The British Newspaper Archives have this week taken me back 115 years on an adventure of the heart as well as the mind.
Before the 20th century the occupation most attributed to male Petchey’s of Essex County, was agricultural labourer. The story I have uncovered is a heart rending tragedy involving two farm boys, James Ernest Petchey, aged 17, and his 12 year old nephew Harry. They were working boys who were also good friends.
The following story involving my own ancestors was discovered by searching
the British Newspaper Archives
The ancestors I have in common with them are my great, great, great grandparents Samuel Petchey (1793-1863) and his wife Sarah. Their son Edward and his wife Emma were the parents of James and their daughter Eliza was the mother of Harry. Harry was registered as Edward Harry Petchey and his grandparents Edward and Emma raised him from birth. Eliza Petchey later became Eliza Cottis, although I have not found any record of her marriage.
In 1901, Edward and Emma were employed at Finch’s Farm near Paglesham, Essex. It was on Sunday morning, 27th October 1901, when James arose early to go about his duties. Rooks were plaguing winter crops and they needed scaring. He took down his old double barrel shot gun, that had only a single working barrel, and loaded it from his pouch: half a thimbleful of powder and a quarter of shot. At 7 am he left the farmhouse to go about his business.
Harry was then playing outside with the farmyard dog, his grandfather Edward and his sister Florence. He obviously had a fascination for guns. His mother recalled that on the previous Thursday he had been picking potatoes at an adjoining farm when he came home for some bread and butter. While his mother was getting it he took hold of the gun and looked down the barrel. He had been cautioned about it before but obviously did not heed those warnings. Seeing his uncle going off to scare rooks he quickly went up to join him. James was holding the gun with the butt resting on his left foot.
“Is the gun loaded?” Harry asked James, “Can you see anything down the barrel?”
“No!” said James, “keep away from it, it might go off.”
“She won’t go off,” Harry retorted and promptly stuck his head over the barrel, peering down into it.”
Exactly how it occurred is not certain. At the inquest James said he was unsure, he never felt any interference with the gun. But somehow, a part of Harry’s clothing caught either the trigger or the hammer. Although the hammer was not cocked it was found it had a very light action and if lifted, just a little, it would spring back and the gun would fire. The worst thing possible happened. The gun discharged, blasting shot through poor young Harry’s forehead.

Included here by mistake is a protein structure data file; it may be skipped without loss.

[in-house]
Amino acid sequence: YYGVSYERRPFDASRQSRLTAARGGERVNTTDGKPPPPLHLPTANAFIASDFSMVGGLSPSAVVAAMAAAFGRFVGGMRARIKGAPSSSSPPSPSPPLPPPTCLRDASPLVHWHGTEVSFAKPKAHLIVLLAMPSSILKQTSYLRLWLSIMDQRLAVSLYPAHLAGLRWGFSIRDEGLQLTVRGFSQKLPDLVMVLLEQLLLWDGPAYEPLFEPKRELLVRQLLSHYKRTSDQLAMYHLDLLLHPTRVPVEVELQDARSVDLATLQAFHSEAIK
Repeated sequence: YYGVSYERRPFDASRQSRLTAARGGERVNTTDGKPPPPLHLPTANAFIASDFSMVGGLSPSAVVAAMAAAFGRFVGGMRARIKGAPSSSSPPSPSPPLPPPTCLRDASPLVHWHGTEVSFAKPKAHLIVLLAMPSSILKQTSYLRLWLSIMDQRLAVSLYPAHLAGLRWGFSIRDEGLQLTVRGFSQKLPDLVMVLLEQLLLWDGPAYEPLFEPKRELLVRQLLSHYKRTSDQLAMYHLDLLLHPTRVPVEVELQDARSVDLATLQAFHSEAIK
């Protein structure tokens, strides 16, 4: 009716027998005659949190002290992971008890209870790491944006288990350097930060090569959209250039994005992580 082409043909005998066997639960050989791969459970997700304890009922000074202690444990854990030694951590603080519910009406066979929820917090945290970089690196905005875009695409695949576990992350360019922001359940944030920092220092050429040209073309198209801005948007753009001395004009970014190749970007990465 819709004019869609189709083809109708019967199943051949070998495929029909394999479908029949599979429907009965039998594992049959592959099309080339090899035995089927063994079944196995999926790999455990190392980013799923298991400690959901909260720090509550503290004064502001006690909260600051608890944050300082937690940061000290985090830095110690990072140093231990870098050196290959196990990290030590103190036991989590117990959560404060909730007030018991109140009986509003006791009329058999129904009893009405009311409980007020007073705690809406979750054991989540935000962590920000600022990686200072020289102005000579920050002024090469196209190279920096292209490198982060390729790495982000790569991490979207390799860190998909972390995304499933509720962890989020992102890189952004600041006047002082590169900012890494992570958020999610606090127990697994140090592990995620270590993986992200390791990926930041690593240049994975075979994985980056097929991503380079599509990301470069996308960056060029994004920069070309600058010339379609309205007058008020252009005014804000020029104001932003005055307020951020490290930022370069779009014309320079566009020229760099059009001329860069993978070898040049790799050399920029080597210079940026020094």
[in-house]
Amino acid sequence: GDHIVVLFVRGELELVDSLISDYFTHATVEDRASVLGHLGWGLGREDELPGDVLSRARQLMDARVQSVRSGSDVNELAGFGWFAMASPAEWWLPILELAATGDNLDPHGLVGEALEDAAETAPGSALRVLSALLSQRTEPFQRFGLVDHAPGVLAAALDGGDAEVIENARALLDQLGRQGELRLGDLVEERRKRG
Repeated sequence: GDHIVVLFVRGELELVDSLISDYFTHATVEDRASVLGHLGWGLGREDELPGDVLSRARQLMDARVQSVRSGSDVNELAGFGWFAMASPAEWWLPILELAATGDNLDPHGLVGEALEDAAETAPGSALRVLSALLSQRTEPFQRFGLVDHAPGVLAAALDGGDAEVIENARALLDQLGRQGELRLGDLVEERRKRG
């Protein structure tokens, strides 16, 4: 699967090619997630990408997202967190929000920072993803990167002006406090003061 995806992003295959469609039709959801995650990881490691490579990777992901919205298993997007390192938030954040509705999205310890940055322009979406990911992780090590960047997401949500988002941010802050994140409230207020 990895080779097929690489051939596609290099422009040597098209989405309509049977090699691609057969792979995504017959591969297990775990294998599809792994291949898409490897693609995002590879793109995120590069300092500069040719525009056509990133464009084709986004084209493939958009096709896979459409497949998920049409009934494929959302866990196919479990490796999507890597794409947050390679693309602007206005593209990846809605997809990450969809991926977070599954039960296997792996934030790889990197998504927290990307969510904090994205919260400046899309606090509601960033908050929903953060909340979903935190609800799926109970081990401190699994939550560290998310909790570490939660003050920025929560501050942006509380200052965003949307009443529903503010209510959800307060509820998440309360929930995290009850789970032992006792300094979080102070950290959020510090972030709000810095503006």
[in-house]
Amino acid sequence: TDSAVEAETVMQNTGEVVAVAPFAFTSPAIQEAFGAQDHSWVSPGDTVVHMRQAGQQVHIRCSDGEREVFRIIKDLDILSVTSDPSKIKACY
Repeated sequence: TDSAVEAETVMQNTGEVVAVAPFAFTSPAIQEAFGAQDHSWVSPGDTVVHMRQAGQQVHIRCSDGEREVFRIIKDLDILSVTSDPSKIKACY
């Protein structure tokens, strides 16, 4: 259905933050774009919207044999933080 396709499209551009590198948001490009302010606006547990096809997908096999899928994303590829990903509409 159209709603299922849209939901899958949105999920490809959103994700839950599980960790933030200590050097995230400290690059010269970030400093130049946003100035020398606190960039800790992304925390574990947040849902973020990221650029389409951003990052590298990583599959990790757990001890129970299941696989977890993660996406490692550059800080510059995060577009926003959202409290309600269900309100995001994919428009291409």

At the end of the inquest held the following week at Finch’s Farm, after hearing all the testimonies, the Coroner finally summed up the whole tragic affair.
“The witness, James Ernest Petchey, gave the only evidence available as to the accident itself. The mother had said there was no disagreement between the two boys. The witness Petchey, I might say, has given his evidence in a very straight forward manner; there was no hesitation in his story.”
A chorus of approval as to this statement was heard from the jury, who, without retiring, returned a verdict that the lad had died from a shot wound caused by a gun that was accidentally discharged.
The Foreman added that the jury would like to express their condolences to Mr. and Mrs. Petchey in their trouble.
Just what consequences arose from this accident I have been unable to determine, however, upon looking at the 1901 census, which must have been taken after the above incident as young Harry is not listed with their other children, Edward and Emma were now living in Bowers Gifford.
Neither have I found any record of James Ernest marrying and having children, however, he appeared to live to the ripe old age of 93, passing away at St Michael’s Hospital Braintree in 1977, leaving behind just £93.